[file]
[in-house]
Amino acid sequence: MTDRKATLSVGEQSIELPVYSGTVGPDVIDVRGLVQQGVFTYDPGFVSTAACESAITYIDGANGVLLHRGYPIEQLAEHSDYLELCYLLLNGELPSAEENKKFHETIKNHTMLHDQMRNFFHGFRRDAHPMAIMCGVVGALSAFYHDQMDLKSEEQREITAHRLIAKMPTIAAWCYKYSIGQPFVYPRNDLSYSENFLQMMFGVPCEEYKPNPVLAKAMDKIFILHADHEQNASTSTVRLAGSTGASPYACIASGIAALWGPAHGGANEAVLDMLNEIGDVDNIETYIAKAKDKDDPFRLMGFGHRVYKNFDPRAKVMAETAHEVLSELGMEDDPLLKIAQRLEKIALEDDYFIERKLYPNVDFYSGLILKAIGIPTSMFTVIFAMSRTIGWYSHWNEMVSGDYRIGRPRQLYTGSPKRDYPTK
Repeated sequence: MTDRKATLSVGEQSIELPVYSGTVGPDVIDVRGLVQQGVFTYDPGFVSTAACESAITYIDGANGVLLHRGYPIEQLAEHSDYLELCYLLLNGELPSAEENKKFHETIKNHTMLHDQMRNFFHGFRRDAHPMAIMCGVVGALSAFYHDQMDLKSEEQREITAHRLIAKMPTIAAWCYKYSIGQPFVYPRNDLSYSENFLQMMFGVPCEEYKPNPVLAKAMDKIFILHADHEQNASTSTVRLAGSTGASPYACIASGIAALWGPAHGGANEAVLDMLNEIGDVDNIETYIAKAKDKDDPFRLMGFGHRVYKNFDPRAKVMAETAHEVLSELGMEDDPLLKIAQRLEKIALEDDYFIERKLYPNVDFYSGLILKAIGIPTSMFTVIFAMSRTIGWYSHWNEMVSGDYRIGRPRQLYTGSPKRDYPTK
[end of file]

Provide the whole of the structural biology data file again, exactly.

[in-house]
Amino acid sequence: MTDRKATLSVGEQSIELPVYSGTVGPDVIDVRGLVQQGVFTYDPGFVSTAACESAITYIDGANGVLLHRGYPIEQLAEHSDYLELCYLLLNGELPSAEENKKFHETIKNHTMLHDQMRNFFHGFRRDAHPMAIMCGVVGALSAFYHDQMDLKSEEQREITAHRLIAKMPTIAAWCYKYSIGQPFVYPRNDLSYSENFLQMMFGVPCEEYKPNPVLAKAMDKIFILHADHEQNASTSTVRLAGSTGASPYACIASGIAALWGPAHGGANEAVLDMLNEIGDVDNIETYIAKAKDKDDPFRLMGFGHRVYKNFDPRAKVMAETAHEVLSELGMEDDPLLKIAQRLEKIALEDDYFIERKLYPNVDFYSGLILKAIGIPTSMFTVIFAMSRTIGWYSHWNEMVSGDYRIGRPRQLYTGSPKRDYPTK
Repeated sequence: MTDRKATLSVGEQSIELPVYSGTVGPDVIDVRGLVQQGVFTYDPGFVSTAACESAITYIDGANGVLLHRGYPIEQLAEHSDYLELCYLLLNGELPSAEENKKFHETIKNHTMLHDQMRNFFHGFRRDAHPMAIMCGVVGALSAFYHDQMDLKSEEQREITAHRLIAKMPTIAAWCYKYSIGQPFVYPRNDLSYSENFLQMMFGVPCEEYKPNPVLAKAMDKIFILHADHEQNASTSTVRLAGSTGASPYACIASGIAALWGPAHGGANEAVLDMLNEIGDVDNIETYIAKAKDKDDPFRLMGFGHRVYKNFDPRAKVMAETAHEVLSELGMEDDPLLKIAQRLEKIALEDDYFIERKLYPNVDFYSGLILKAIGIPTSMFTVIFAMSRTIGWYSHWNEMVSGDYRIGRPRQLYTGSPKRDYPTK